Experiential shopping has skyrocketed to the top of Retail’s 2019 priorities. While building managers are continuing to lean away from big-box stores and focusing on creating “micro-destinations” for mall visitors, a new model has risen. We are seeing an increasing number of commercial spaces adopting a Food, Fitness, and Entertainment centric model.
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Whether it’s a food hall, space for food trucks outside, or strategically placing restaurants throughout the mall, building managers have begun to see the value in planning out culinary destinations along the buyer journey. Food has long been a reason for people to come together, and locations like the ones above have proven themselves as places where people like to meet and socialize. Food plays a major role in the newest commercial business models, because it gives foot traffic a significant boost, and encourages visitors to walk past retail locations on the way to their next meal – providing critical face time for stores that may have otherwise gone unnoticed.
Another way that commercial planners are incorporating new age ideas into existing retail structures is the advent of fitness venues. Historically, gyms and workout spaces haven’t been considered for use around average storefronts. What we’re seeing, however, is that shoppers are relying on one-stop lifestyle hubs, where they can get their workout in, and conveniently do some shopping during the same trip. Adding fitness to the mix allows for building managers to capture a greater share of their visitors’ time, which correlates to higher sales volume overall.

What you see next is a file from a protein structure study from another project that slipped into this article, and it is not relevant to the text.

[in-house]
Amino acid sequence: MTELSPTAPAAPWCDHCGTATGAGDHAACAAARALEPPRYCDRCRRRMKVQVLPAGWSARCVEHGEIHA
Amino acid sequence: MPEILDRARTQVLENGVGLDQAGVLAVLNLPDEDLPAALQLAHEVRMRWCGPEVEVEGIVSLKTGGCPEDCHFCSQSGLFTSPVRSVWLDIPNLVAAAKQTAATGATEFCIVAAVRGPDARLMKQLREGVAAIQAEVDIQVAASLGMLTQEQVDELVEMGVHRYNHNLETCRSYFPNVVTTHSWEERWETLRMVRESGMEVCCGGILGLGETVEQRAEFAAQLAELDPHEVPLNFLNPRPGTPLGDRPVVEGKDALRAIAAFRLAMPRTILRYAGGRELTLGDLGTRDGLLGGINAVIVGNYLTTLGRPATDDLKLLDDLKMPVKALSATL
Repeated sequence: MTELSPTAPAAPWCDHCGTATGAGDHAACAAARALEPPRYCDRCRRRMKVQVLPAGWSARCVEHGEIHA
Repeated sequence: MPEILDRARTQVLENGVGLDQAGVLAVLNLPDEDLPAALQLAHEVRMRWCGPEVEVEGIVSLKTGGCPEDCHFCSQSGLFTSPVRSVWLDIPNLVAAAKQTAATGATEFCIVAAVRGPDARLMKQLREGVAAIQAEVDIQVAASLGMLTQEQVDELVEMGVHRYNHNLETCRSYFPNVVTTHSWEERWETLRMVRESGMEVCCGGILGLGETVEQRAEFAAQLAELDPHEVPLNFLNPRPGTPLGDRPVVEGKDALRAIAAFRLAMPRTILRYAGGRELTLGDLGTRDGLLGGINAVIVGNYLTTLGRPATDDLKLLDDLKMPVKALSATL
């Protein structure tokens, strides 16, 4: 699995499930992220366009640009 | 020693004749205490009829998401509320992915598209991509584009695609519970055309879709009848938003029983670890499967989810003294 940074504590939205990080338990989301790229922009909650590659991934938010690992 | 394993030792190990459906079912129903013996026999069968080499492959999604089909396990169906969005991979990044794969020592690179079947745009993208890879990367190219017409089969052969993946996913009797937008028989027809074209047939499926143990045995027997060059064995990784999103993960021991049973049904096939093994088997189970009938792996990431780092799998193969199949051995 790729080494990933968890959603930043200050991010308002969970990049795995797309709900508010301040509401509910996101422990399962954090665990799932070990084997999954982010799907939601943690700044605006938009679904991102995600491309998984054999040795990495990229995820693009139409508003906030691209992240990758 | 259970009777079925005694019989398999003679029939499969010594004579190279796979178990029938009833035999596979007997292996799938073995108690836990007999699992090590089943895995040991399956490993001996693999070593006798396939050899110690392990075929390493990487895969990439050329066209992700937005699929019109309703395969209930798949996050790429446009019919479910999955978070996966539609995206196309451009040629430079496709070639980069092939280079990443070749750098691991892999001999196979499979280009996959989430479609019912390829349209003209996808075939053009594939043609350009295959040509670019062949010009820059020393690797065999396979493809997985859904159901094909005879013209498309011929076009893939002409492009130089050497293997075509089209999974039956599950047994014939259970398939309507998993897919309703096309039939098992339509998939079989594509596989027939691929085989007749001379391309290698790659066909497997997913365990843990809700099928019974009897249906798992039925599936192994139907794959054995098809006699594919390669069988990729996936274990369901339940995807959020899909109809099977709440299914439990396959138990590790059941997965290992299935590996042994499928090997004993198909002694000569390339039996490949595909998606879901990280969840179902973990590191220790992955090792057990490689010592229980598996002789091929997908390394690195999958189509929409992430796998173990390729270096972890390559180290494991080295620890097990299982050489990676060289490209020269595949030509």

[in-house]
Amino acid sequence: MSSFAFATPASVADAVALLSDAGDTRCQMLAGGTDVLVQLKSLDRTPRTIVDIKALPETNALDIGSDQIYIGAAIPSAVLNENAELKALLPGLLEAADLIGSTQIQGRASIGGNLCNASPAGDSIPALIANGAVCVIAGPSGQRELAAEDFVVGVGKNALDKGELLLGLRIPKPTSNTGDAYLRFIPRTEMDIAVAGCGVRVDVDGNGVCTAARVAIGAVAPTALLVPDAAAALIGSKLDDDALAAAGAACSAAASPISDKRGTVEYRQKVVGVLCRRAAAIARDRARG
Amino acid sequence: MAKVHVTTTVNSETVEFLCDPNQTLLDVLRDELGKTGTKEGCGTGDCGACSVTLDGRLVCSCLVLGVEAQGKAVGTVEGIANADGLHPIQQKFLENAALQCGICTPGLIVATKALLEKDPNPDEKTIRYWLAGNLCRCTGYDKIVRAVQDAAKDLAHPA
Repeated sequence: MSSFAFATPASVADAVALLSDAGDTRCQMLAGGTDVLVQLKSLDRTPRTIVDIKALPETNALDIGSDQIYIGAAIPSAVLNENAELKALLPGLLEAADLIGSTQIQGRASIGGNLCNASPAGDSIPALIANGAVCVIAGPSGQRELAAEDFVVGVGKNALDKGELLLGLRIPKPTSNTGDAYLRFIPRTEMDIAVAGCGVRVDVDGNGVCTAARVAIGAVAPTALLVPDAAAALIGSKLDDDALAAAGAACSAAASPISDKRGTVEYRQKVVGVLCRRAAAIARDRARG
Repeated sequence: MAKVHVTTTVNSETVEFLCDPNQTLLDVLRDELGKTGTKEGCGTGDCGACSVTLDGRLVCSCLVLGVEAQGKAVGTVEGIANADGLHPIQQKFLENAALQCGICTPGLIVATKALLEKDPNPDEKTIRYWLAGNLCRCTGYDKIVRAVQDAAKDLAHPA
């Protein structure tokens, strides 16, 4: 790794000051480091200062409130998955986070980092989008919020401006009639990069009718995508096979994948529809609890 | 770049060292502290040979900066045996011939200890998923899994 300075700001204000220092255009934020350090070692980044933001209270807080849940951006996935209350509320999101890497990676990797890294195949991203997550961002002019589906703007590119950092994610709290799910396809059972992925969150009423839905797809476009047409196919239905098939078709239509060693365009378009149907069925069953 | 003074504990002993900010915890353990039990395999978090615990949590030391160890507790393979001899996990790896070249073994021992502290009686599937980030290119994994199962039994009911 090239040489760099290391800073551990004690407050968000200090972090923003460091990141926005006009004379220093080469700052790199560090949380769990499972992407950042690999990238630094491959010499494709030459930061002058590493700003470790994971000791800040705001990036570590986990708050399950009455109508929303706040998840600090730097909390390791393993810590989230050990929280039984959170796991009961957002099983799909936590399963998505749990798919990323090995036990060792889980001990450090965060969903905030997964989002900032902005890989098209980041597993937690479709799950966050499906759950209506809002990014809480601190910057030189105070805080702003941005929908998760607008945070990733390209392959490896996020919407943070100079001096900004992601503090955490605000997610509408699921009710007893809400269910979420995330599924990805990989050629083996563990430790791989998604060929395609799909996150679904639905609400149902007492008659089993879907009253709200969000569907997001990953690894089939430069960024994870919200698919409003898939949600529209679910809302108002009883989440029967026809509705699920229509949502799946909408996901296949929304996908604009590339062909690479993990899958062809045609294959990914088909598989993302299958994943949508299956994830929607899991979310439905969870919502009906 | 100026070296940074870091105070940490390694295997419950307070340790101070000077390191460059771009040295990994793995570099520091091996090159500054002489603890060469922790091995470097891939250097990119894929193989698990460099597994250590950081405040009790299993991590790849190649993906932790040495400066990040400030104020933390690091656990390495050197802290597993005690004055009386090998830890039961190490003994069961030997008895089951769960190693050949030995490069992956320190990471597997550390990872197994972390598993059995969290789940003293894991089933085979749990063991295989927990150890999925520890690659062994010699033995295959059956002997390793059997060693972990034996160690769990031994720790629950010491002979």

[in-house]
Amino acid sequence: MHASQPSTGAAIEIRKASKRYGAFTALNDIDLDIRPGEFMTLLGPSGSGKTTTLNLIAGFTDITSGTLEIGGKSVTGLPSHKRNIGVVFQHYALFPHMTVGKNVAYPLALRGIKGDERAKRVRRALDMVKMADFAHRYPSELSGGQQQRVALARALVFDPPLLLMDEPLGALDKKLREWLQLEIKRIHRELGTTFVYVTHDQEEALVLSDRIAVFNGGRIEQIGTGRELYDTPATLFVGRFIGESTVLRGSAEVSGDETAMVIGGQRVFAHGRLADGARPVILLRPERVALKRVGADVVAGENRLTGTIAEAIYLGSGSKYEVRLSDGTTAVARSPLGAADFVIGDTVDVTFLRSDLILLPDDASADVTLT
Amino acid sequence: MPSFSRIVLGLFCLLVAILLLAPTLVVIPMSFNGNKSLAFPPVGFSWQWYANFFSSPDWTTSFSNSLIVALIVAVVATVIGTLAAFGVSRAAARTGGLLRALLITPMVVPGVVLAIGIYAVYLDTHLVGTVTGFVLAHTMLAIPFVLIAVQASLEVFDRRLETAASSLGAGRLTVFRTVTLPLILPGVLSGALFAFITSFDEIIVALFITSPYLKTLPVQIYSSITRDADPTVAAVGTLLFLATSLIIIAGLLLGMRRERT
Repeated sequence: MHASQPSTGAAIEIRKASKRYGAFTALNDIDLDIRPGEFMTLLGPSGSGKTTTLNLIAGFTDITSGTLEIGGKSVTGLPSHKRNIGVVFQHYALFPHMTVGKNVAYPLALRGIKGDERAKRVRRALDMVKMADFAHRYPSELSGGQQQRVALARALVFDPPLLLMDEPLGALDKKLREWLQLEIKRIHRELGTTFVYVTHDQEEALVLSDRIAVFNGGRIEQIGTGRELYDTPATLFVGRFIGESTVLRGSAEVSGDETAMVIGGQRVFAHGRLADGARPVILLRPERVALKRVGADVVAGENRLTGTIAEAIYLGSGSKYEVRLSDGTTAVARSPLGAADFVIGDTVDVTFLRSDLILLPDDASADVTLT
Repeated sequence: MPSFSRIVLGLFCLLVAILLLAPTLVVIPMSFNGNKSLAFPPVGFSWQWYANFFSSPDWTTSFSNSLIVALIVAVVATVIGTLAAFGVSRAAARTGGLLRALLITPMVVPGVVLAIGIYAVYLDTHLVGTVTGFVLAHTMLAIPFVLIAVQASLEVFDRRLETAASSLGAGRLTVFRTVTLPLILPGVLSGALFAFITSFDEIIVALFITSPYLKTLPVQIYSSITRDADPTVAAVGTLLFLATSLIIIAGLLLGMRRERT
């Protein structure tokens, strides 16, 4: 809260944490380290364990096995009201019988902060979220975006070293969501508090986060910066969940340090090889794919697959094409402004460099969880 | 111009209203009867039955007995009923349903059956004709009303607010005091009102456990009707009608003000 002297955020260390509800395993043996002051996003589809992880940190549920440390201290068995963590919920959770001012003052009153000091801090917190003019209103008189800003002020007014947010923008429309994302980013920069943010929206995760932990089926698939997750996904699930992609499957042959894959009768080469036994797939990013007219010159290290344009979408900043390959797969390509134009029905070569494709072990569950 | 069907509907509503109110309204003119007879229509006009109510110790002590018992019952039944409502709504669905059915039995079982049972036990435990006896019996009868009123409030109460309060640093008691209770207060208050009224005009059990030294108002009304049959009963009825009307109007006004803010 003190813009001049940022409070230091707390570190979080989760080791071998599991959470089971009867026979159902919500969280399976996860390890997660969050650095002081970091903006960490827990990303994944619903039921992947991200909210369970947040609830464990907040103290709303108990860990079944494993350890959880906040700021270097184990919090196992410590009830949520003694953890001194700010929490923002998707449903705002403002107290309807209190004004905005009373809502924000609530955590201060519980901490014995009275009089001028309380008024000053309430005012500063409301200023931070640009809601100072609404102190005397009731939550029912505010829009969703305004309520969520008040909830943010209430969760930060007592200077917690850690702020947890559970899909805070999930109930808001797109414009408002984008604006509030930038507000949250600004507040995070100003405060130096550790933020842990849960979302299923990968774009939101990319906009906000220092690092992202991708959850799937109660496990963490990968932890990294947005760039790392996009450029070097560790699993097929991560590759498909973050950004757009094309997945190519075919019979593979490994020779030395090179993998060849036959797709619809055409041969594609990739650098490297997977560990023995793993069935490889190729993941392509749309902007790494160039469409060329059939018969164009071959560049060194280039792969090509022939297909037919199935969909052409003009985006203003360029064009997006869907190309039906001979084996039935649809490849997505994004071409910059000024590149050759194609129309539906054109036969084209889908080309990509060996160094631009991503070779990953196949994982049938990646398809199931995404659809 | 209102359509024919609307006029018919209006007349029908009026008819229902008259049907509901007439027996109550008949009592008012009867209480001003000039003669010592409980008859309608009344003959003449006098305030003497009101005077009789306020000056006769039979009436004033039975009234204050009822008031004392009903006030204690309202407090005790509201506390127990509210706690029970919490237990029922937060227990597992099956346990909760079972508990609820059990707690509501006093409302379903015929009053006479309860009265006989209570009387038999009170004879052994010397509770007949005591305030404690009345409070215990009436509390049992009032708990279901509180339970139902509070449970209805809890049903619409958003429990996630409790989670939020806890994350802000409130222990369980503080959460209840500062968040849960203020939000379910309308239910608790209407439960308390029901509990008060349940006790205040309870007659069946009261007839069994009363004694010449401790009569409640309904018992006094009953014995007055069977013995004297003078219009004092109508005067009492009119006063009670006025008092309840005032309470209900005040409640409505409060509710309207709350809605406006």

Ever since movie theaters were added to our nation’s malls, we’ve seen the benefits of having commercial space dedicated to entertainment. In addition to higher overall foot traffic, entertainment gives building managers the opportunity to keep potential shoppers at a location for longer than they would have otherwise. In the new Food, Fitness, and Entertainment model, we have observed an expansion of this concept to include new offerings like escape rooms, arcades, and other means for delighting visitors. The idea here is to make the mall become more than a shopping-only venue, and provide added value to patrons who choose to take their business to brick and mortar stores over e-commerce competitors.
As a retailer, what are your thoughts on the new Food, Fitness, and Entertainment model? A strong technology infrastructure may be exactly what you need to capitalize on the increased foot traffic around your store. If you’re interested in learning how to keep your own brick-and-mortar location up with the newest trends, we encourage you to connect with us through the Calendly scheduler that is in the upper right-hand corner of this page, or contact us here.